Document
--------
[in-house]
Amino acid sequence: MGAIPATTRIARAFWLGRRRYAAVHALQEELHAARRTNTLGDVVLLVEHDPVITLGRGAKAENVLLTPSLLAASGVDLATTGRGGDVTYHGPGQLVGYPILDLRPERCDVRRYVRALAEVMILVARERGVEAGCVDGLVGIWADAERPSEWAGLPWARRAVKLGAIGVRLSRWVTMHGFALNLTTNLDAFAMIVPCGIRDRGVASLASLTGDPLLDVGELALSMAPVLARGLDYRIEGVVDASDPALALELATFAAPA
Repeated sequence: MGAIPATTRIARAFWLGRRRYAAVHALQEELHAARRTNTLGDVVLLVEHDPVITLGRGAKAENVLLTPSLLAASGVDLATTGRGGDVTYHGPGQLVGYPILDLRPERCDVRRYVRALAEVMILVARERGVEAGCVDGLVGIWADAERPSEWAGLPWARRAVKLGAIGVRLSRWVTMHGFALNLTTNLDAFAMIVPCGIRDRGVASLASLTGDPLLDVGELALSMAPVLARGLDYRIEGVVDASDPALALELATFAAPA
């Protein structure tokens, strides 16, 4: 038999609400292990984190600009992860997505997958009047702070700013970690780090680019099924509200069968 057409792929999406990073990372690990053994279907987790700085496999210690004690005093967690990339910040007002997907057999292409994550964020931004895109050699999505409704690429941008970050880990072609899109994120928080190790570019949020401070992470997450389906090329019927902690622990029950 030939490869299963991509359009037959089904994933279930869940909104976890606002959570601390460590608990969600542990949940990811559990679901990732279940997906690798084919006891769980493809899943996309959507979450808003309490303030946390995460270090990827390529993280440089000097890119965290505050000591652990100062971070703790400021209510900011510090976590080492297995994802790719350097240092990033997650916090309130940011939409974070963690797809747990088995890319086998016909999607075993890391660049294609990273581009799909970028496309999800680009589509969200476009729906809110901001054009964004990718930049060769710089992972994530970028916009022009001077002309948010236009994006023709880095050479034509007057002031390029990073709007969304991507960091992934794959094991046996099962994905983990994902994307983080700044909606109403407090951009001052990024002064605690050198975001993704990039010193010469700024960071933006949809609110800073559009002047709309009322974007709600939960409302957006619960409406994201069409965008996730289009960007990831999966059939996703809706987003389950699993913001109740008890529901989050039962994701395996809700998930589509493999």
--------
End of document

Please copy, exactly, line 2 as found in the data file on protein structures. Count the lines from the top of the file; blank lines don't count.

Amino acid sequence: MGAIPATTRIARAFWLGRRRYAAVHALQEELHAARRTNTLGDVVLLVEHDPVITLGRGAKAENVLLTPSLLAASGVDLATTGRGGDVTYHGPGQLVGYPILDLRPERCDVRRYVRALAEVMILVARERGVEAGCVDGLVGIWADAERPSEWAGLPWARRAVKLGAIGVRLSRWVTMHGFALNLTTNLDAFAMIVPCGIRDRGVASLASLTGDPLLDVGELALSMAPVLARGLDYRIEGVVDASDPALALELATFAAPA